Hatha Yoga & Power Yoga
As the name suggests, power yoga is focused on building strength and endurance. It is also an excellent form of yoga for burning calories.
Although power yoga isn’t an official type of yoga, the term is sometimes used interchangeably with Vinyasa yoga. It’s probably more accurate to say that power yoga is a form of Vinyasa, which has its roots in Ashtanga yoga, an established practice that began in the early 20th century.
With power yoga, the emphasis is on the flow from one pose to the next, rather than approaching each pose separately. The poses aren’t disconnected from each other, unlike some other forms of yoga.
No matter what you call it, power yoga is a fast-paced and intense activity. You move from one posture to another rapidly, linking your breathing to the different motions of your body.
A power yoga class may seem more like an aerobics class than a relaxed, mindful yoga experience. Though it requires mindfulness and focus on your breathing, power yoga is more dynamic than meditative.
- Burns calories
- Best workout for losing weight.
- Increases stamina, strength, flexibility and tones our body and core.
- Increases metabolism
- Alleviates stress and tension and improves focus.
- The physical power which is developed through the poses in Power Yoga resulting in an improvement of the body’s natural strength and health.
- The mental power or the willpower, which is disciplined during the course of the practice as it clears the mind of unorganized thoughts and helps
What exactly Hatha yoga actually is hasn’t changed for thousands of years. However our thinking and perception of it certainly has. Language is a powerful thing, and in different cultures the same word can have a variety of definitions. Throughout the evolution of yoga practice, the same word – Hatha – has come to mean different things too.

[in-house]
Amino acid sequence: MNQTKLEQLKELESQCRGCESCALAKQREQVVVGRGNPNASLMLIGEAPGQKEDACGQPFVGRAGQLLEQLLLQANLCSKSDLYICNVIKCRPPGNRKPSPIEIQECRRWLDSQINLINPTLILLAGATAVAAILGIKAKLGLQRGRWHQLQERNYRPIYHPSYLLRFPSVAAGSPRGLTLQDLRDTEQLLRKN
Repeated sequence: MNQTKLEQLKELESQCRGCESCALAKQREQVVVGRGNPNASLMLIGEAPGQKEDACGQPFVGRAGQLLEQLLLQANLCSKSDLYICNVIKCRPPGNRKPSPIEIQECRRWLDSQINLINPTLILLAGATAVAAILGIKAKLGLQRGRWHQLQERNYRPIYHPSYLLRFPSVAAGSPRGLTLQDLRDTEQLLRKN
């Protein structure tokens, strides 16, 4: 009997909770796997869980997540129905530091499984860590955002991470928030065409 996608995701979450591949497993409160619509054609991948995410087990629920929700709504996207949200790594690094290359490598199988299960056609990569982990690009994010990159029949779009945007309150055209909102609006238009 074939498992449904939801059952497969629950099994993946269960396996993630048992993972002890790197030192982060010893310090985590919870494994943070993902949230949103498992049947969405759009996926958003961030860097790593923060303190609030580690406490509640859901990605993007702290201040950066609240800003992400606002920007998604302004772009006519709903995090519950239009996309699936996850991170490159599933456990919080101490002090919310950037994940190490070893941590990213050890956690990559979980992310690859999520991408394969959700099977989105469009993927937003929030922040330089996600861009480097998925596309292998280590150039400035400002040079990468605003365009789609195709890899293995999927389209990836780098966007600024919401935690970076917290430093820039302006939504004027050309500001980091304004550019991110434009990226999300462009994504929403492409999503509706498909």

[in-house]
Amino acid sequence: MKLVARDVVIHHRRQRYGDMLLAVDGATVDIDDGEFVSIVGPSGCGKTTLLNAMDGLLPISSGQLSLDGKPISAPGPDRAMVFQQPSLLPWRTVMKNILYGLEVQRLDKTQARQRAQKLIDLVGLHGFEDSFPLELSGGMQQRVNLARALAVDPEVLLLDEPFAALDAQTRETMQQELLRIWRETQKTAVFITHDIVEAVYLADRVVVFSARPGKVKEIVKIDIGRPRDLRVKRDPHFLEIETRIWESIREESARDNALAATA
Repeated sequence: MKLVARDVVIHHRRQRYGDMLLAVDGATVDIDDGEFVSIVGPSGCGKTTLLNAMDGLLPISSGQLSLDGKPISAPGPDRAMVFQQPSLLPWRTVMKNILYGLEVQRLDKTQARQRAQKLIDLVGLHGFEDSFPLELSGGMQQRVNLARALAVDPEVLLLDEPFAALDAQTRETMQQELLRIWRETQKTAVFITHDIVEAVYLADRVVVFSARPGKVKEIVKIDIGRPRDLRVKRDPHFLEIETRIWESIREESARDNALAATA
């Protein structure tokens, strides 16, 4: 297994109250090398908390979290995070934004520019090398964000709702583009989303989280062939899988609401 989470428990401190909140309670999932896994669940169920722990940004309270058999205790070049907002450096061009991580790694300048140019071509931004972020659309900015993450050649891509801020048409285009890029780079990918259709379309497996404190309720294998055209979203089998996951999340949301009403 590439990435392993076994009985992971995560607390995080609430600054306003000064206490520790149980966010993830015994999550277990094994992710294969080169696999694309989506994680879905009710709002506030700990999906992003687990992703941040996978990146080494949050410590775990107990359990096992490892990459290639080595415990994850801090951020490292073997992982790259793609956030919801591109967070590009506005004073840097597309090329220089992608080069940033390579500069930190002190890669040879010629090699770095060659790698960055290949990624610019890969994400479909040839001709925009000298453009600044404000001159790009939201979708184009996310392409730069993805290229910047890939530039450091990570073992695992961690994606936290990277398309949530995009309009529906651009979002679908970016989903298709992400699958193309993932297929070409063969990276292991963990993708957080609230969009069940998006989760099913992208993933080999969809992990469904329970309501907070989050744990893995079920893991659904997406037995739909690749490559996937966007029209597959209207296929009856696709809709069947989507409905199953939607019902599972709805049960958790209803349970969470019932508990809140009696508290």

Popular thinking ‘in the West’ (an all-too-common expression now), is that Hatha yoga is about balancing the body and mind. ‘Ha’ represents the esoteric sun, and ‘tha’ the moon. The practice of Hatha yoga aims to join, yoke, or balance these two energies.
A yoga class described as ‘Hatha’ will typically involve a set of physical postures (yoga poses) and breathing techniques. These are typically practiced more slowly and with more static posture holds than a Vinyasa flow or Ashtanga class. And indeed, that is how we describe our Hatha yoga classes on Nirmal Wellness .
Literally however, Hatha means ‘force’ and is more traditionally defined as ‘the yoga of force’, or ‘the means of attaining a state of yoga through force’. So Hatha yoga can be considered as anything you might do with the body, including:
Benefits Of Hatha Yoga
Some of the benefits of Hatha Yoga on the physical body are:
- It improves mobility in the joints.
- It improves flexibility in the connective tissue.
- It stretches the fascia and improves its condition.
- It improves metabolism.
- It improves the functioning of all body systems.
- It stimulates cell repair and regeneration.
- It improves blood flow in the spinal cord and brain.
- It rejuvenates the ligaments.
- It helps to stimulate the lymphatic system and cleanses the body.
- It improves the overall range of motion of the body.
- It improves energy levels.
Some of the mental benefits are:
- It helps to calm down the senses.
- It helps to improve concentration.
- It sharpens the focus.
- It brings balance to the emotions.
- It relieves anxiety and depression.
- It removes mental fatigue.
- It stimulates creativity.
- It stimulates learning facilities.
You are requested to consult your doctor before beginning your practice. Above Asanas are depends on individual conditions of pregnancy. It’s advisable to start the Pregnancy exercise in the presence of trained yoga instructor.
Hello! I am Nirmal Pal (Reproductive Wellness Coach), Yoga & Nutritionist. I have completed Prenatal and Postnatal Teacher Training, (Yoga Vidya Gurukul, Nashik, Maharashtra). and I also have certificate in Yoga Asana for Health Promotion certificate from (Morarji Desai National Institute of Yoga) and I have completed Yoga and He has also obtained a master’s degree in Science of Living, which he has completed from (Jain Vishva Bharati University). I have been practicing yoga since 2000 and teaching since 2006.